© Jan Sand

Mountains there are
To tooth the horizon,
And lakes to trap the sky
In between the forests.
There is no destination,
Only the push to go,
To mingle into strangeness,
Run a finger over rough rock,
Test the strength of a vine,
Watch the sway of tall trees
Against the steady slide of clouds.
Bright green smells of grass breeze by
And birds shoot sharp whistle darts.
Surprises erupt. A rabbit sprints,
A raccoon scuttles, a snake
Like liquid mercury flows around rocks,
Through stalks to vanish
Like a beautiful elusive idea.
Through there the future lies.
Maybe bears, perhaps wildcats.
No dragons, hippogriffs, nor dinosaurs.
No epiphanies with angels, elves, nor green men
Snooping out of flying saucers.
I can still walk, climb, smell,
See even tiny leaves on mosses,
Spot the industry of ants, watch flies hover,
Delight in the colored stars of tiny blooms,
Be startled by the blast of sunlit diamonds
On a dew beaded spider web.
Ahead may be chasms and rivers
And perhaps, at the end,
A reward of the broad forehead of the sea.
There goes a black and yellow striped butterfly,
A Tinkerbell amongst the trees.

Here we go.

© Jan Sand

There are rains that drag fog skirts
Across the country-side in stealthy hiss,
That, gently, in determination
Dampens down the grass with sodden kiss
Of sky to earth as caring as a mother
Calms her resting child.
There are rains of panicked horses' hooves
That illuminate their stampede
With angry lightning flashing on black roofs
While trees sway and shudder in dismay
And water demons pound on window panes.
But some rains come and merely sit
And drum in steady patient siege,
Work soft hammers on the dents and wrinkles of the day
Smoothing anger and distress to flat peace,
Tempt shy dreams to peek from hidden thoughts
And welcome in safe surrender to sleep's release.

© Jan Sand

A short "good morning" says but that
I live and so do you and it is day.
We nod, you touch your hat,
We smile and continue on our way.
But still, that spot at which we passed
Becomes, invisible but monumental
To small delight that does not last
For what, to each of us was merely incidental.

© Jan Sand

I do not argue with the wind
And rain may wet me if it must.
Random events leave me chagrined.
There's not much more to be discussed.

Time passes and bestows its blows
With little logic, not much sense.
The unexpected comes and goes
Bereft of most intelligence.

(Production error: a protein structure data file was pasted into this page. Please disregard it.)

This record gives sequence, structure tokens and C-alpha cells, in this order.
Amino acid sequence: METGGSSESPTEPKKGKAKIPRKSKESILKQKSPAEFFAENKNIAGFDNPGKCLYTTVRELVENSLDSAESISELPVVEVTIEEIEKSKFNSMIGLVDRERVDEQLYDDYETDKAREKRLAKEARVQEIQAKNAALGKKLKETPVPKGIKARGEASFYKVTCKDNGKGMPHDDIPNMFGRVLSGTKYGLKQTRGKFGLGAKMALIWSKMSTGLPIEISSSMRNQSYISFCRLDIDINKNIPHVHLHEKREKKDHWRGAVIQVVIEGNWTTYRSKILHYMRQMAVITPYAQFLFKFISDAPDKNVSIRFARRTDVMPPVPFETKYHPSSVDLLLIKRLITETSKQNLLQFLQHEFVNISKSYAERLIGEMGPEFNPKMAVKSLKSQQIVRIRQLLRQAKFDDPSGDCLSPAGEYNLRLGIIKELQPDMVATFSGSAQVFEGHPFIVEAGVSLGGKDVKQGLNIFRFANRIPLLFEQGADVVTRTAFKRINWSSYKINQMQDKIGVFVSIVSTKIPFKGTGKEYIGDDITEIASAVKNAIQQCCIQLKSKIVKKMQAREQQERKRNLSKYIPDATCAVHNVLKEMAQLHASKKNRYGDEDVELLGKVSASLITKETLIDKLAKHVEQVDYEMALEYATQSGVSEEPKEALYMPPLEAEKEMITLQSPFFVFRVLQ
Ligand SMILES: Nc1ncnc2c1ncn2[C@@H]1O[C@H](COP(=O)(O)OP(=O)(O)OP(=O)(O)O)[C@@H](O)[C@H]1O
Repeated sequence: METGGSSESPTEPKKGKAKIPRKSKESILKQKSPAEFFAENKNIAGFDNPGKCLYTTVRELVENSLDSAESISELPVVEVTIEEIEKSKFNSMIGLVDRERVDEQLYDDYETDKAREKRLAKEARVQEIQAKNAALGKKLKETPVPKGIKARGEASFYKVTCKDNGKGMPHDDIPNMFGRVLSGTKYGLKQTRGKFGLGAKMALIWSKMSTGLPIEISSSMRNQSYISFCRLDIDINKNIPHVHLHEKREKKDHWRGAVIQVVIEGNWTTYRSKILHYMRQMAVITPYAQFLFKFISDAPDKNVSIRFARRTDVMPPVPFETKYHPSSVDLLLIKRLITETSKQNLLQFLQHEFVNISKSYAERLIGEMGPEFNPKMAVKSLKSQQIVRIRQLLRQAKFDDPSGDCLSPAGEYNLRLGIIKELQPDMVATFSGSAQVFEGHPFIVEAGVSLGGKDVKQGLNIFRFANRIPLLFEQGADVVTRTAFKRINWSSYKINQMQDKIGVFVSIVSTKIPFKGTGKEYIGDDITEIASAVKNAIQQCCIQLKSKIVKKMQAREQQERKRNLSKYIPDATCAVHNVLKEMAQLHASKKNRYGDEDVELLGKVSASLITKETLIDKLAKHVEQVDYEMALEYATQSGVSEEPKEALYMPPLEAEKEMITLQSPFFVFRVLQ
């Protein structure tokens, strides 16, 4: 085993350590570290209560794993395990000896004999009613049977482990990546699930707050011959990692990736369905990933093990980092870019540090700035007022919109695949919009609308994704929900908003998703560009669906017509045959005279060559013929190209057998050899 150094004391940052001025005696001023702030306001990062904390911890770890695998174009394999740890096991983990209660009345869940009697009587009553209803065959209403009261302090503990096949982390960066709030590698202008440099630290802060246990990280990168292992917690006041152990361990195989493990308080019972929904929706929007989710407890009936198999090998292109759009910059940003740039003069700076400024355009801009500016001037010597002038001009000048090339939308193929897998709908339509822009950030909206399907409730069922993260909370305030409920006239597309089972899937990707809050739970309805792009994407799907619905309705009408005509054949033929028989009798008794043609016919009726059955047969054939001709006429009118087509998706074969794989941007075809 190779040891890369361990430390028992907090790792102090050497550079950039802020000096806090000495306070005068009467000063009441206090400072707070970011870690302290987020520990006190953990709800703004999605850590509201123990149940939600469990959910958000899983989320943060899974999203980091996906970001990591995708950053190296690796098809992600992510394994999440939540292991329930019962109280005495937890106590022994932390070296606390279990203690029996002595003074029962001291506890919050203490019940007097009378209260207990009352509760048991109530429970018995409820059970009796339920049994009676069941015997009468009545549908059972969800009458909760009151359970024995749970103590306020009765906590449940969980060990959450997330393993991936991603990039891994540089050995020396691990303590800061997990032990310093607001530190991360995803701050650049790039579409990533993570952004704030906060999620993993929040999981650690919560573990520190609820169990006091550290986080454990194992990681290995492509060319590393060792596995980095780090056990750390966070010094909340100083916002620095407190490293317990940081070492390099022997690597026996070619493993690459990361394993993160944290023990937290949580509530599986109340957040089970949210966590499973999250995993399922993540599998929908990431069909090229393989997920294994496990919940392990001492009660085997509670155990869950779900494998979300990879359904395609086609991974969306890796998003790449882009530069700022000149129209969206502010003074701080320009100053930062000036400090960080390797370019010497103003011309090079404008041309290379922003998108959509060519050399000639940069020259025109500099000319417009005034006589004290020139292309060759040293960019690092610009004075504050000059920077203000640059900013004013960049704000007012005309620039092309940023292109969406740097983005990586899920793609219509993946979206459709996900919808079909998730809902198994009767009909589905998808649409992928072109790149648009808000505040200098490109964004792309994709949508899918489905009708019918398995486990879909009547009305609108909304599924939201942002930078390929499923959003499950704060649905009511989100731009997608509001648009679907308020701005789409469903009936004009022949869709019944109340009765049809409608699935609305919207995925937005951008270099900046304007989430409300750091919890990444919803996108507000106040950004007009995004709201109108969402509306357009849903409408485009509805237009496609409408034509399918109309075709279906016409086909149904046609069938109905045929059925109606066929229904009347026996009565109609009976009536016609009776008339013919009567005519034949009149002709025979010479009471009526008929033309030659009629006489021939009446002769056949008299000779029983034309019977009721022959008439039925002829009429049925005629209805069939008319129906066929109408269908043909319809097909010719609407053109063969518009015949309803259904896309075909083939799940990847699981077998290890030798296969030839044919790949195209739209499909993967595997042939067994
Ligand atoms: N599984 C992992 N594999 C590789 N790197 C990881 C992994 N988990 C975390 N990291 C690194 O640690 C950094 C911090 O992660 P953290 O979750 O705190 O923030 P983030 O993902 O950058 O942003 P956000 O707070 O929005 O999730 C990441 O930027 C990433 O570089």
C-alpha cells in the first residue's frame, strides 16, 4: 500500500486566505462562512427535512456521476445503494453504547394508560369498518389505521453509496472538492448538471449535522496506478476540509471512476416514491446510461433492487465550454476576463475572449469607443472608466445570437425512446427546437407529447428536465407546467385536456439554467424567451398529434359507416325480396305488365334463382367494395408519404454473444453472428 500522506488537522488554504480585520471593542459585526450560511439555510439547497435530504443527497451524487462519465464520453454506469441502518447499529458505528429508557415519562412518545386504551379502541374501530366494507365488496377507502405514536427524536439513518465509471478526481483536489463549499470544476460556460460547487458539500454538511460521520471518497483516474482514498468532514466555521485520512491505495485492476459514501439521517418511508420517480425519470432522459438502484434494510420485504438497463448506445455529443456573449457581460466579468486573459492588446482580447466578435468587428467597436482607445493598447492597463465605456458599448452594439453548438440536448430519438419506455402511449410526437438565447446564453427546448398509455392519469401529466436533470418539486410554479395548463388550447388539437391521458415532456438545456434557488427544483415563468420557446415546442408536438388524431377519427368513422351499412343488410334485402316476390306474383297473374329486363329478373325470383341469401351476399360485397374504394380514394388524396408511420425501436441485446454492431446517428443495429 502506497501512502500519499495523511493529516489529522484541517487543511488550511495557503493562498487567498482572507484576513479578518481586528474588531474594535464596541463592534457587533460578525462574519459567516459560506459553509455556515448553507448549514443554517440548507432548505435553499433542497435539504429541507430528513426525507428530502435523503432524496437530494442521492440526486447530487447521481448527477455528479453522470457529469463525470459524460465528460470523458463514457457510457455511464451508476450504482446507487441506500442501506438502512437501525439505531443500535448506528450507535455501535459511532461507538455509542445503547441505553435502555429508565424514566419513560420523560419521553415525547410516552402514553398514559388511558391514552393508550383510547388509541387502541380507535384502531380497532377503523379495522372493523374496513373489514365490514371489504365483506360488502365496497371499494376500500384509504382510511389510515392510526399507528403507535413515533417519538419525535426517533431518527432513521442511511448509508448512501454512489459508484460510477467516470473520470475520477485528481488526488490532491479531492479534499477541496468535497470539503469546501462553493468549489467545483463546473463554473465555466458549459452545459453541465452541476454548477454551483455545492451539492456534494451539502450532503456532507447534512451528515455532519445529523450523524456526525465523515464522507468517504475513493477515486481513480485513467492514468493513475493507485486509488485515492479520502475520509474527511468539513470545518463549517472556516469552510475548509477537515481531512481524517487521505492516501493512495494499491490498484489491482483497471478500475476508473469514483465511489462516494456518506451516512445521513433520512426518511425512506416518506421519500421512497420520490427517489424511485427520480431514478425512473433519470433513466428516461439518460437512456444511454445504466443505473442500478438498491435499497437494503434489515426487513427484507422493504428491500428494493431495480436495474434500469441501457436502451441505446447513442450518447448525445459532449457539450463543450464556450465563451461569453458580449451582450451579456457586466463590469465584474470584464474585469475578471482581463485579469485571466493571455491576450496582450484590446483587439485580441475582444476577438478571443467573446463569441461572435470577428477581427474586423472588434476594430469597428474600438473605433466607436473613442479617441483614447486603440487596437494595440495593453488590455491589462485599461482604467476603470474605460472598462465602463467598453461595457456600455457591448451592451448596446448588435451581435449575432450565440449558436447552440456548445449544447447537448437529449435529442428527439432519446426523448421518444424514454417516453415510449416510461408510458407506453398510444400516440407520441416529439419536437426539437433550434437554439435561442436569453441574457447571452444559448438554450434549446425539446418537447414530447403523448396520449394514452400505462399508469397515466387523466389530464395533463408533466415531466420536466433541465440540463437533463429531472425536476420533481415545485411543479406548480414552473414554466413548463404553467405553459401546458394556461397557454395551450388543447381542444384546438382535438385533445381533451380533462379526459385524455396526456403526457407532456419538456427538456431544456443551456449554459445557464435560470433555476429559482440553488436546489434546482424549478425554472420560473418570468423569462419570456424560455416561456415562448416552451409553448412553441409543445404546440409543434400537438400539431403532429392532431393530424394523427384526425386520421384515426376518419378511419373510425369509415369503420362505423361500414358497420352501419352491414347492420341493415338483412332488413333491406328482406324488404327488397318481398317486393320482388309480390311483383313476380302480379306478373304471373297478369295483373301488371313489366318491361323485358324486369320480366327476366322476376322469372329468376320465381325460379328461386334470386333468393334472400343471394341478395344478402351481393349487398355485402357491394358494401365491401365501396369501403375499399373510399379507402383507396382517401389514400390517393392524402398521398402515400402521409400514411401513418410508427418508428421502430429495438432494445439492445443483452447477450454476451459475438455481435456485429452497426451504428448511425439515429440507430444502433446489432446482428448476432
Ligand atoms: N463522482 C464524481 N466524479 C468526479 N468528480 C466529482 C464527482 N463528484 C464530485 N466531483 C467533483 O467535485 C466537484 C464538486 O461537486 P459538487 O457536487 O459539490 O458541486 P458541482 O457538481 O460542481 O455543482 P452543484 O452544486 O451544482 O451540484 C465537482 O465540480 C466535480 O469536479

My weapon is to be aware,
To face into the winds of chance,
To try to see what's lurking there
And brace my legs in happen stance .

© Jan Sand

The biggest difference is the light.
The Moon now penetrates my flesh.
My bones are glass against the night,
My blood and veins glisten in a mesh
To delineate my frame.
My whole world is not the same.

I pass through walls as through a mist.
Trees and plants are my solidity.
I can touch them - they resist
And form the limit of my reality.
All else is vapour - people, animals and artifacts.
I am reduced to vegetable contacts.

Every moment my mind requests,
"Why am I here in ghostly guise,
What superbeing jests
With me in this state? But surmise
Gives no solution why I survive
Any more than those alive.

Spectres are, I suspect, quite rare.
I thought I spotted someone last year.
I ran to see. No one was there.
I waited days for him to re-appear.
It is a lonely thing - to be a ghost,
To be kind of alive - almost.

I try to talk to people, children, beasts.
They retreat in fear - speed away.
Or else, in horror, cry out for priests.
So I sit alone at night, come what may.
I watch the Moon and stars, contemplate
This odd afterlife, watch fireflys, speculate.

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THE PERILS OF NORRIS cartoon, #2: Reginald rat is not appearing this month, being on holiday at the time of going to press.
He'll be back for another "Spot Reginald" contest next month.

Sara Russell,

Congrats on a fascinating and graphically-appealing issue! Especially catching is the interview with Charlotte Mair.

In the issue Duane Locke's poems are the most intrguing, the most fascinating and challenging. I've been reading Duane's work for nearly 40 years, and it is great to see he is at the top of his form. Many of his readers believe, as I do, that he may be the most unrecognized poet of substance today. (Though he is now appearing in many, many ezines!) So it is a pleasure to see you publish several of his poems. And the layout of the poems with the bio alongside is excellent!

Also, I find your cartoon, "The Perils of Norris," drawing me in to want more.

Fred Wolven
[email protected]

EDITOR'S NOTE: Fred also sent a long poem (several poems in one), which I liked enough to use in this month's Featured Poets section.

September 1998

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August 2000

Mail me on: [email protected] with any poems, comments for the letters page, news about your poetry site, or forthcoming poetry events. The September deadline is slightly early - 24th August.